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[in-i-bish-uh n, in-hi-]
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  1. the act of inhibiting.
  2. the state of being inhibited.
  3. something that inhibits; constraint.
  4. Psychology.
    1. the blocking or holding back of one psychological process by another.
    2. inappropriate conscious or unconscious restraint or suppression of behavior, as sexual behavior, often due to guilt or fear produced by past punishment, or sometimes considered a dispositional trait.
  5. Physiology.
    1. a restraining, arresting, or checking of the action of an organ or cell.
    2. the reduction of a reflex or other activity as the result of an antagonistic stimulation.
    3. a state created at synapses making them less excitable by other sources of stimulation.
  6. Chemistry. a stoppage or decrease in the rate of action of a chemical reaction.
  7. English Ecclesiastical Law. an order, especially from a bishop, suspending a priest or an incumbent from the performance of duties.

Origin of inhibition

1350–1400; Middle English inhibicio(u)n < Latin inhibitiōn- (stem of inhibitiō). See inhibit, -ion
Related formsin·ter·in·hi·bi·tion, noun
Dictionary.com Unabridged Based on the Random House Unabridged Dictionary, © Random House, Inc. 2018

Examples from the Web for inhibition

Contemporary Examples

Historical Examples

  • Sudden death, which seems due to a phenomenon of inhibition.

    A Nest of Spies

    Pierre Souvestre

  • This professor did not explain what he meant by 'death due to inhibition'?

    A Nest of Spies

    Pierre Souvestre

  • The professor claims that death is due to a phenomenon of inhibition.

    A Nest of Spies

    Pierre Souvestre

  • We saw that in every act of attention the process of inhibition is essential.


    Hugo Mnsterberg

  • He pronounced the inhibition lengthily and sonorously, so that the 'not' sounded like 'n-o-o-o-t!'

British Dictionary definitions for inhibition


  1. the act of inhibiting or the condition of being inhibited
  2. psychol
    1. a mental state or condition in which the varieties of expression and behaviour of an individual become restricted
    2. the weakening of a learned response usually as a result of extinction or because of the presence of a distracting stimulus
    3. (in psychoanalytical theory) the unconscious restraining of an impulseSee also repression
  3. the process of stopping or retarding a chemical reaction
  4. physiol the suppression of the function or action of an organ or part, as by stimulation of its nerve supply
  5. Church of England an episcopal order suspending an incumbent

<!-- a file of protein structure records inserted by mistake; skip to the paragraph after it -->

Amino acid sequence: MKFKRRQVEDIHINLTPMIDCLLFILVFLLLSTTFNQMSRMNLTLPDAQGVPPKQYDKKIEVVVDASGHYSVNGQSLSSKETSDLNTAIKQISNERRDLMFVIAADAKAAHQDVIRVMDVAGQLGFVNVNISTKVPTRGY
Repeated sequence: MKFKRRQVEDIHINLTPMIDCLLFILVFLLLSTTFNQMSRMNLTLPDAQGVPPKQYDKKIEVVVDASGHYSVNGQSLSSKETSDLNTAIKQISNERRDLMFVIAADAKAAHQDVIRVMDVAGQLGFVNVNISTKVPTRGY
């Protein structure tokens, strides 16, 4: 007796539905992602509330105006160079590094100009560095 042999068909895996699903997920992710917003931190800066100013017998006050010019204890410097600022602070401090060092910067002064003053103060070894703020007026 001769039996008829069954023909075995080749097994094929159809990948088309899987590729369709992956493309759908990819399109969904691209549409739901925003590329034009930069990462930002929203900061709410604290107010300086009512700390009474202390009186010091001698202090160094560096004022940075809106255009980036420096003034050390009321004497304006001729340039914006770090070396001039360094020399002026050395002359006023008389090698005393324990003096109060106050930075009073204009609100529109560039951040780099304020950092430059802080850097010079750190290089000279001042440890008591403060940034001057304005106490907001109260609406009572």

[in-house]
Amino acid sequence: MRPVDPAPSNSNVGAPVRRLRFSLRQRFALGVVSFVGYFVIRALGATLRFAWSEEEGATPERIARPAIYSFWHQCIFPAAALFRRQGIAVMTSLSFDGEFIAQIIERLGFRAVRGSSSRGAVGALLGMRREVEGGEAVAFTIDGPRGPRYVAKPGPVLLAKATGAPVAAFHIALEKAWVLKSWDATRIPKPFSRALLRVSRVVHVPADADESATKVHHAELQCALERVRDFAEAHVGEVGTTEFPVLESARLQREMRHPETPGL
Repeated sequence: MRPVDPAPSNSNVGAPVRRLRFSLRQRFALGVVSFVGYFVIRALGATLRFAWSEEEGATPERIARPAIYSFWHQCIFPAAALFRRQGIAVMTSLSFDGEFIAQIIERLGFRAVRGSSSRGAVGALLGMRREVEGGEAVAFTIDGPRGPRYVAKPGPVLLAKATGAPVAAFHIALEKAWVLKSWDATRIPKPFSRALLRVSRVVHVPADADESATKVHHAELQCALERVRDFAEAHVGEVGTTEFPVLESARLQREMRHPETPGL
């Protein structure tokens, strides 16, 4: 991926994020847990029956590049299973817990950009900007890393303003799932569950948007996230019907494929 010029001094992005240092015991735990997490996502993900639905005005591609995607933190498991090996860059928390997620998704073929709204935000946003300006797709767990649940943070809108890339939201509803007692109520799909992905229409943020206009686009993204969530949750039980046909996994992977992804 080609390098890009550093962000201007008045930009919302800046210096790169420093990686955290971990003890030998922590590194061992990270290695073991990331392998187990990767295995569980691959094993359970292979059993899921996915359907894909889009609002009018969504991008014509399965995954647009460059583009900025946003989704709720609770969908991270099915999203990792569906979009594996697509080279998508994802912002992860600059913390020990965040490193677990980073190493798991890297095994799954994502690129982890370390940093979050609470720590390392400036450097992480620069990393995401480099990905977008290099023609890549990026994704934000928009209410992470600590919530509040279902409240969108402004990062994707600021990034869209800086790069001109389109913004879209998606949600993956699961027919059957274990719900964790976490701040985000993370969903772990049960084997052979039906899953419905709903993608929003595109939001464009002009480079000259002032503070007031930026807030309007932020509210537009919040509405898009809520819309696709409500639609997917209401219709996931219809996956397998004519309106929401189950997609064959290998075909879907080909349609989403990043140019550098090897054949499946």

Collins English Dictionary - Complete & Unabridged 2012 Digital Edition © William Collins Sons & Co. Ltd. 1979, 1986 © HarperCollins Publishers 1998, 2000, 2003, 2005, 2006, 2007, 2009, 2012

Word Origin and History for inhibition


late 14c., "formal prohibition; interdiction of legal proceedings by authority;" also, the document setting forth such a prohibition, from Old French inibicion and directly from Latin inhibitionem (nominative inhibitio) "a restraining," from past participle stem of inhibere "to hold in, hold back, keep back," from in- "in, on" (see in- (2)) + habere "to hold" (see habit). Psychological sense of "involuntary check on an expression of an impulse" is from 1876.

Online Etymology Dictionary, © 2010 Douglas Harper

inhibition in Medicine


(ĭn′hə-bĭshən, ĭn′ə-)
  1. The act of inhibiting or the state of being inhibited.
  2. Something that restrains, blocks, or suppresses.
  3. The conscious or unconscious restraint of a behavioral process, a desire, or an impulse.
  4. Any of a variety of processes that are associated with the gradual attenuation, masking, and extinction of a previously conditioned response.
  5. The condition in which or the process by which a reaction is inhibited.
  6. The condition in which or the process by which an enzyme is inhibited.
The American Heritage® Stedman's Medical Dictionary Copyright © 2002, 2001, 1995 by Houghton Mifflin Company. Published by Houghton Mifflin Company.

inhibition in Science


  1. The blocking or limiting of the activity of an organ, tissue, or cell of the body, caused by the action of a nerve or neuron or by the release of a substance such as a hormone or neurotransmitter. Compare excitation.
The American Heritage® Science Dictionary Copyright © 2011. Published by Houghton Mifflin Harcourt Publishing Company. All rights reserved.

inhibition in Culture


A personal hindrance to activity or expression. For example, fear of contracting cancer might serve as an inhibition against smoking.

The New Dictionary of Cultural Literacy, Third Edition Copyright © 2005 by Houghton Mifflin Harcourt Publishing Company. Published by Houghton Mifflin Harcourt Publishing Company. All rights reserved.